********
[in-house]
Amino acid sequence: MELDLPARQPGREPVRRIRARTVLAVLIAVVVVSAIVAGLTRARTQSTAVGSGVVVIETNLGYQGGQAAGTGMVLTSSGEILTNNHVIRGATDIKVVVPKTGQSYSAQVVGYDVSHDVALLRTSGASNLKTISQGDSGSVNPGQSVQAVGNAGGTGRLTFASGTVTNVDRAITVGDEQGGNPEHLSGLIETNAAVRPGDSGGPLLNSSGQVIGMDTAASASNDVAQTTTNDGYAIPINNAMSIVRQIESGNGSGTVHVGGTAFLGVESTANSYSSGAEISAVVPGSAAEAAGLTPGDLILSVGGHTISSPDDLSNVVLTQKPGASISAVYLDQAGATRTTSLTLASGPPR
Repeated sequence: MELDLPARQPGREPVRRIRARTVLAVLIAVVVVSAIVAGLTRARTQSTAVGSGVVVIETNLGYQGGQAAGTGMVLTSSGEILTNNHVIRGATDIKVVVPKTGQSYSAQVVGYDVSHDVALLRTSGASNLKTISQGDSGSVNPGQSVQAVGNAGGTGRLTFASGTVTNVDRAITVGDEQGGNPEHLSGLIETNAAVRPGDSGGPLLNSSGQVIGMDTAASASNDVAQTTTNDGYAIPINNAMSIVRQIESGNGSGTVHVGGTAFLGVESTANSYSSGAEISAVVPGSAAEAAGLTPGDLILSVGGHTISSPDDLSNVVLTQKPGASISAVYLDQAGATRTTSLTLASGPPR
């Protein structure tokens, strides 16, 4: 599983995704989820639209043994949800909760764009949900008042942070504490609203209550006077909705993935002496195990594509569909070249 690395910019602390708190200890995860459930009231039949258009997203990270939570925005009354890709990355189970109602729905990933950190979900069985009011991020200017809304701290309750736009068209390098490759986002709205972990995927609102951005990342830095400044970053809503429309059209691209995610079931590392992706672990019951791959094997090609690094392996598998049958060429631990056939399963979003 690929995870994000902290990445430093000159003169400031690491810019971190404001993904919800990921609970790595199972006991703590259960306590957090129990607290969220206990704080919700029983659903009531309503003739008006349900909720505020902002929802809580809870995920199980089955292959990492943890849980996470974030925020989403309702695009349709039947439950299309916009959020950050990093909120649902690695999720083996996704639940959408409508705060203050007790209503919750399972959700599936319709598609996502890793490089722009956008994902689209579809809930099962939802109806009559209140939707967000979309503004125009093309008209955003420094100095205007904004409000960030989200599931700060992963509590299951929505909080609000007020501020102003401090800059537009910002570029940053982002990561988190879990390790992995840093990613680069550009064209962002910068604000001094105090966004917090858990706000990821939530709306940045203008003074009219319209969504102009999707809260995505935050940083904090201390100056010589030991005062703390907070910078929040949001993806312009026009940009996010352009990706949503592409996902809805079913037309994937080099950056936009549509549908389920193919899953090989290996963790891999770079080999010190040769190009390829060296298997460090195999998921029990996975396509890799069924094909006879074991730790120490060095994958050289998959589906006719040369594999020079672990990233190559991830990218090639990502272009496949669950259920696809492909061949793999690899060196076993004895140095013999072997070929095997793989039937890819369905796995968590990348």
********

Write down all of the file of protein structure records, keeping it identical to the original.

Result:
[in-house]
Amino acid sequence: MELDLPARQPGREPVRRIRARTVLAVLIAVVVVSAIVAGLTRARTQSTAVGSGVVVIETNLGYQGGQAAGTGMVLTSSGEILTNNHVIRGATDIKVVVPKTGQSYSAQVVGYDVSHDVALLRTSGASNLKTISQGDSGSVNPGQSVQAVGNAGGTGRLTFASGTVTNVDRAITVGDEQGGNPEHLSGLIETNAAVRPGDSGGPLLNSSGQVIGMDTAASASNDVAQTTTNDGYAIPINNAMSIVRQIESGNGSGTVHVGGTAFLGVESTANSYSSGAEISAVVPGSAAEAAGLTPGDLILSVGGHTISSPDDLSNVVLTQKPGASISAVYLDQAGATRTTSLTLASGPPR
Repeated sequence: MELDLPARQPGREPVRRIRARTVLAVLIAVVVVSAIVAGLTRARTQSTAVGSGVVVIETNLGYQGGQAAGTGMVLTSSGEILTNNHVIRGATDIKVVVPKTGQSYSAQVVGYDVSHDVALLRTSGASNLKTISQGDSGSVNPGQSVQAVGNAGGTGRLTFASGTVTNVDRAITVGDEQGGNPEHLSGLIETNAAVRPGDSGGPLLNSSGQVIGMDTAASASNDVAQTTTNDGYAIPINNAMSIVRQIESGNGSGTVHVGGTAFLGVESTANSYSSGAEISAVVPGSAAEAAGLTPGDLILSVGGHTISSPDDLSNVVLTQKPGASISAVYLDQAGATRTTSLTLASGPPR
């Protein structure tokens, strides 16, 4: 599983995704989820639209043994949800909760764009949900008042942070504490609203209550006077909705993935002496195990594509569909070249 690395910019602390708190200890995860459930009231039949258009997203990270939570925005009354890709990355189970109602729905990933950190979900069985009011991020200017809304701290309750736009068209390098490759986002709205972990995927609102951005990342830095400044970053809503429309059209691209995610079931590392992706672990019951791959094997090609690094392996598998049958060429631990056939399963979003 690929995870994000902290990445430093000159003169400031690491810019971190404001993904919800990921609970790595199972006991703590259960306590957090129990607290969220206990704080919700029983659903009531309503003739008006349900909720505020902002929802809580809870995920199980089955292959990492943890849980996470974030925020989403309702695009349709039947439950299309916009959020950050990093909120649902690695999720083996996704639940959408409508705060203050007790209503919750399972959700599936319709598609996502890793490089722009956008994902689209579809809930099962939802109806009559209140939707967000979309503004125009093309008209955003420094100095205007904004409000960030989200599931700060992963509590299951929505909080609000007020501020102003401090800059537009910002570029940053982002990561988190879990390790992995840093990613680069550009064209962002910068604000001094105090966004917090858990706000990821939530709306940045203008003074009219319209969504102009999707809260995505935050940083904090201390100056010589030991005062703390907070910078929040949001993806312009026009940009996010352009990706949503592409996902809805079913037309994937080099950056936009549509549908389920193919899953090989290996963790891999770079080999010190040769190009390829060296298997460090195999998921029990996975396509890799069924094909006879074991730790120490060095994958050289998959589906006719040369594999020079672990990233190559991830990218090639990502272009496949669950259920696809492909061949793999690899060196076993004895140095013999072997070929095997793989039937890819369905796995968590990348």